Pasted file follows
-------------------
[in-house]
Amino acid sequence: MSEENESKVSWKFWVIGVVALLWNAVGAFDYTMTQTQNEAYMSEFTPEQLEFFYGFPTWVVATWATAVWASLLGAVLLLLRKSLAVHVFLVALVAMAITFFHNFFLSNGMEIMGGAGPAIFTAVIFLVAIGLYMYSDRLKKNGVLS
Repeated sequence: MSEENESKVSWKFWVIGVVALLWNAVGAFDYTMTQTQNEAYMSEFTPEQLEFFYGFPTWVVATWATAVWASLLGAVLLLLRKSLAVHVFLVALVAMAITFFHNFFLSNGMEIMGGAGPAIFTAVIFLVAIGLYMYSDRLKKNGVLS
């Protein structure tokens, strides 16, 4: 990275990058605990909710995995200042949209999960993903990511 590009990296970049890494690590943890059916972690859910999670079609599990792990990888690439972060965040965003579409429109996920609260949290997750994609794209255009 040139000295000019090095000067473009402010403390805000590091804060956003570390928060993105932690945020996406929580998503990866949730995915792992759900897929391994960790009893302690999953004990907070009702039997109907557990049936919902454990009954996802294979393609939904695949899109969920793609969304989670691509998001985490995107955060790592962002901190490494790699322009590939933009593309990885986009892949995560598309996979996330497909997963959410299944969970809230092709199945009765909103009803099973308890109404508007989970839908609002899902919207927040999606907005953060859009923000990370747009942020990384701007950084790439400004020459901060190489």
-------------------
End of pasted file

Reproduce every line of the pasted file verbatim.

[in-house]
Amino acid sequence: MSEENESKVSWKFWVIGVVALLWNAVGAFDYTMTQTQNEAYMSEFTPEQLEFFYGFPTWVVATWATAVWASLLGAVLLLLRKSLAVHVFLVALVAMAITFFHNFFLSNGMEIMGGAGPAIFTAVIFLVAIGLYMYSDRLKKNGVLS
Repeated sequence: MSEENESKVSWKFWVIGVVALLWNAVGAFDYTMTQTQNEAYMSEFTPEQLEFFYGFPTWVVATWATAVWASLLGAVLLLLRKSLAVHVFLVALVAMAITFFHNFFLSNGMEIMGGAGPAIFTAVIFLVAIGLYMYSDRLKKNGVLS
């Protein structure tokens, strides 16, 4: 990275990058605990909710995995200042949209999960993903990511 590009990296970049890494690590943890059916972690859910999670079609599990792990990888690439972060965040965003579409429109996920609260949290997750994609794209255009 040139000295000019090095000067473009402010403390805000590091804060956003570390928060993105932690945020996406929580998503990866949730995915792992759900897929391994960790009893302690999953004990907070009702039997109907557990049936919902454990009954996802294979393609939904695949899109969920793609969304989670691509998001985490995107955060790592962002901190490494790699322009590939933009593309990885986009892949995560598309996979996330497909997963959410299944969970809230092709199945009765909103009803099973308890109404508007989970839908609002899902919207927040999606907005953060859009923000990370747009942020990384701007950084790439400004020459901060190489």